Sunday, September 30, 2007


After Barry Bonds hit his 756th career home run on August 7, breaking Hank Aaron's long-held record, few of my readers took a clear stand on whether they would vote to keep Bonds out of the Hall of Fame based on the allegations of steroid use that have dogged him.

One of the few to take a strong stand was Patrick Burris of Charlotte, N.C., who is unequivocal in his belief that Bonds should be treated as innocent until proven guilty. Unless his guilt is proven, Burris writes, Bonds should be allowed to enjoy everything associated with his home-run milestone.

All the same, however, Burris believes that Commissioner Bud Selig was within his rights to decide not to attend the game at which Bonds hit the home run.

"If Selig is making a statement," Burris writes, "so be it."

He adds that sportswriters are also entitled to their opinions, and it is they who will decide Bonds' entry to or rejection from the Hall of Fame, whether or not he is further implicated in the steroid scandal.

Check out other opinions at SOUND OFF: FOUL ON BONDS, or post your own by clicking on "comments" or "post a comment" below.

Jeffrey L. Seglin, author of The Right Thing: Conscience, Profit and Personal Responsibility in Today's Business (Smith Kerr, 2006), is an associate professor at Emerson College in Boston, where he teaches writing and ethics. He is also the administrator of The Right Thing, a Web log focused on ethical issues.

Do you have ethical questions that you need answered? Send them to or to "The Right Thing," The New York Times Syndicate, 500 Seventh Avenue, 8th floor, New York, NY 10018. Please remember to tell me who you are, where you're from, as well as where you read the column.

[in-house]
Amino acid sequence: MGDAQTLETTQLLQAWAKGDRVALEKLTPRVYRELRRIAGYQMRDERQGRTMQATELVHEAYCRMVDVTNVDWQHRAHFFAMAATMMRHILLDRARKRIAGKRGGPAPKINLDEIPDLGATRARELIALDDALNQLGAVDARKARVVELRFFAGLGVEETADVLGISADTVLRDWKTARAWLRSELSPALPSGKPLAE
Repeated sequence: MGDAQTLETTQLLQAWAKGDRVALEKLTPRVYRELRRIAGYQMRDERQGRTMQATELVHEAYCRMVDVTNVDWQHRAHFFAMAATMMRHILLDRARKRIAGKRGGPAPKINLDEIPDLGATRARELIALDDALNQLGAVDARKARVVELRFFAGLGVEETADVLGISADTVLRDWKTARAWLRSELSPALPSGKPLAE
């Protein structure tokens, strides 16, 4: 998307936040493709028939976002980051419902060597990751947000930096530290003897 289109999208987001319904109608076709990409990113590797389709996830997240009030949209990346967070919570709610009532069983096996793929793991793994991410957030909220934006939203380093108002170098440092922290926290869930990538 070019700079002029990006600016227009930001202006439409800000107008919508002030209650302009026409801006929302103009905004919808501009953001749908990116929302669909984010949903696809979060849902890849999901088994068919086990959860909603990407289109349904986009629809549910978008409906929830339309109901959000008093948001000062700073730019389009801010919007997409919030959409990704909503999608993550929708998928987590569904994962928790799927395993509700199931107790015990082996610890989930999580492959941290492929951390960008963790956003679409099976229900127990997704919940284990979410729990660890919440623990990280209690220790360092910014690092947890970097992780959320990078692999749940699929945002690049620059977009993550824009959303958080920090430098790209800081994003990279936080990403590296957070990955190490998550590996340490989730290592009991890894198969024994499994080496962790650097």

c.2007 The New York Times Syndicate (Distributed by The New York Times Syndicate)


Steve H said...

I'm continually amazed at people who don't understand that "innocent until proven guilty" is a legal and not a moral or ethical concept. Yes, Bonds is legally innocent of any crime. As a result, he's not in jail. But, the drug he's reported to have taken doesn't show up on any current drug screens, so he can never be found guilty of a crime. So, does that give him the right to play baseball, and have records associated with his name?

I don't think so. Playing a professional sport is a privilege, not a right. And, when Mr. Bonds took enough steroids to start looking like an African-American version of the Michelin Man, I think he should have lost that privilege. On ethical grounds. Not legal grounds.

Anonymous said...

Patrick Burress is wrong. He assumes that individuals are incapable of evaluating public figures and reaching valid conclusions. His stand that Barry Bonds is innocent until proven guilty in a court of law requires one to believe the same about OJ Simpson. Moreover, Mr. Simpson was tried and found not guilty while MLB baseball, for whatever self-serving reason, has chosen not to investigate allegations against Mr. Bonds. I disagree with the Simpson verdict based on my understanding of the known facts in the case. For the same reason I believe Bonds' records are tainted despite the lack of jurisdictional conviction.

Anthony Sogg